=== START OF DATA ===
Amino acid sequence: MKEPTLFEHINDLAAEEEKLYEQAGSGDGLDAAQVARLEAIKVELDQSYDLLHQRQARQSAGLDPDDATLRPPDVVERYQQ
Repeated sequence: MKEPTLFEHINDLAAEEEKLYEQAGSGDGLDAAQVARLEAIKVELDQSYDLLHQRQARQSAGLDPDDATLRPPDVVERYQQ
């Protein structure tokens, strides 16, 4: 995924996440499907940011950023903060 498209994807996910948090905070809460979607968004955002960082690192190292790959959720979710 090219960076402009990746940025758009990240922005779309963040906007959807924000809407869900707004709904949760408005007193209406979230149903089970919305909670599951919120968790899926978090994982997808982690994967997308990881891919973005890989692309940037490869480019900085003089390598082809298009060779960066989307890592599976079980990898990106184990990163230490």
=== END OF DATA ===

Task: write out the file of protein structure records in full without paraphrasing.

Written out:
Amino acid sequence: MKEPTLFEHINDLAAEEEKLYEQAGSGDGLDAAQVARLEAIKVELDQSYDLLHQRQARQSAGLDPDDATLRPPDVVERYQQ
Repeated sequence: MKEPTLFEHINDLAAEEEKLYEQAGSGDGLDAAQVARLEAIKVELDQSYDLLHQRQARQSAGLDPDDATLRPPDVVERYQQ
């Protein structure tokens, strides 16, 4: 995924996440499907940011950023903060 498209994807996910948090905070809460979607968004955002960082690192190292790959959720979710 090219960076402009990746940025758009990240922005779309963040906007959807924000809407869900707004709904949760408005007193209406979230149903089970919305909670599951919120968790899926978090994982997808982690994967997308990881891919973005890989692309940037490869480019900085003089390598082809298009060779960066989307890592599976079980990898990106184990990163230490």